necessity to know we are walking the way of the Lord? Again, how will
we be able to recognize that we are walking the way of the Lord, except
by self-knowledge? Certainly, a thorough self-knowledge is here
demanded.
For, in order to walk the way of the Lord securely, as Father
Judde adds, a spiritual director is required. Our Lord Himself tells us no
one can be his own safe director. He says it would be a blind man
leading the blind and both would fall into a pit. To this spiritual guide
we must manifest our interior. Now, this cannot be done unless we
know the interior of our souls. That a spiritual guide is needed all
spiritual writers concede. It is the only means to become secure.
Celebrated philosophers arrived at this truth (namely, the necessity of
self-knowledge) by the light of reason alone. "Nosce teipsum" was the
oft-inculcated injunction of the ancients. As an example, Rev. G.

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Diessel, C.SS.R., cites Pythagoras, who died in the year 507 before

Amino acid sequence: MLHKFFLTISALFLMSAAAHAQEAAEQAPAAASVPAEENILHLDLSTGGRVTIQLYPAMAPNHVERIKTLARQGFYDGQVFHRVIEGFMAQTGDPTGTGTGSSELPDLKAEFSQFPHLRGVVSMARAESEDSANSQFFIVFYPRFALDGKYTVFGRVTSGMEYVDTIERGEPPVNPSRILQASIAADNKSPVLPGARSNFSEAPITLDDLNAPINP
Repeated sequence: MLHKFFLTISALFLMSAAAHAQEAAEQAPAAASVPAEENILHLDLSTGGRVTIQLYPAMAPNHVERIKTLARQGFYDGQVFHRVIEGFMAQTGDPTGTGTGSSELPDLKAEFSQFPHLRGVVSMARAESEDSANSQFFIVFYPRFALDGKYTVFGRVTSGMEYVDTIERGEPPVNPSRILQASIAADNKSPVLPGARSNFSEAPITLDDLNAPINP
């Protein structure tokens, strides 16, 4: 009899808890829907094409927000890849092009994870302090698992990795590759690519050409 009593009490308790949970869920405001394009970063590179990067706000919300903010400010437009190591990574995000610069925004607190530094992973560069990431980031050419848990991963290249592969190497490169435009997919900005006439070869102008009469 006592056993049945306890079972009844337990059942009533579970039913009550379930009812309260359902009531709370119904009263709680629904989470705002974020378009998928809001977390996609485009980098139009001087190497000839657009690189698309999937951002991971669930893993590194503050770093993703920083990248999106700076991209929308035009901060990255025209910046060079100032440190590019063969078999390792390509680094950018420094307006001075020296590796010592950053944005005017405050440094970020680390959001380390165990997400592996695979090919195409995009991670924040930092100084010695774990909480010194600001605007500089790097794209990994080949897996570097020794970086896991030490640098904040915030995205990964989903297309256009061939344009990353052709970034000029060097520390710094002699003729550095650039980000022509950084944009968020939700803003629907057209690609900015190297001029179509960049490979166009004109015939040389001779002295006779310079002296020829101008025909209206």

Christ.
This great philosopher had numerous disciples. He demanded
that his disciples in all tranquillity should twice a day propound to
themselves these questions: What did you do this day? How did you do
it? What have you omitted to do?
In a word, all spiritual writers are agreed on the necessity of
self-knowledge. Why do they, one and all, insist on a daily and serious
self-examination? It is because a daily and serious examination will
produce true self-knowledge. True self-knowledge gives us a clear
understanding of our wretchedness and helplessness. It imparts to us
the conviction that of ourselves we are but misery and sin. It also gives
us a clear knowledge of the emotions and passions that principally
influence our actions. This knowledge will enable us to lay aside our
faults. Surely we must be acquainted with the faults and failings to
which we are prone if we wish to know what is reprehensible in our
conduct.
More than this: True self-knowledge is one-half of the way on